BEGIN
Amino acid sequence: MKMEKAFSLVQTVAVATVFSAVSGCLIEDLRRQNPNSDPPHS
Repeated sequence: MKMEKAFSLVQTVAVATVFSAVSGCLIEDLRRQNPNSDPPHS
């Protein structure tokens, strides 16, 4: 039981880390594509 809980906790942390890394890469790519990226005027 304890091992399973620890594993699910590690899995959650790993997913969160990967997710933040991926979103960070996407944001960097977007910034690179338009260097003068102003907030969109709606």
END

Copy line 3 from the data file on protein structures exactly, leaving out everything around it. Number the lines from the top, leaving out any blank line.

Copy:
């Protein structure tokens, strides 16, 4: 039981880390594509 809980906790942390890394890469790519990226005027 304890091992399973620890594993699910590690899995959650790993997913969160990967997710933040991926979103960070996407944001960097977007910034690179338009260097003068102003907030969109709606």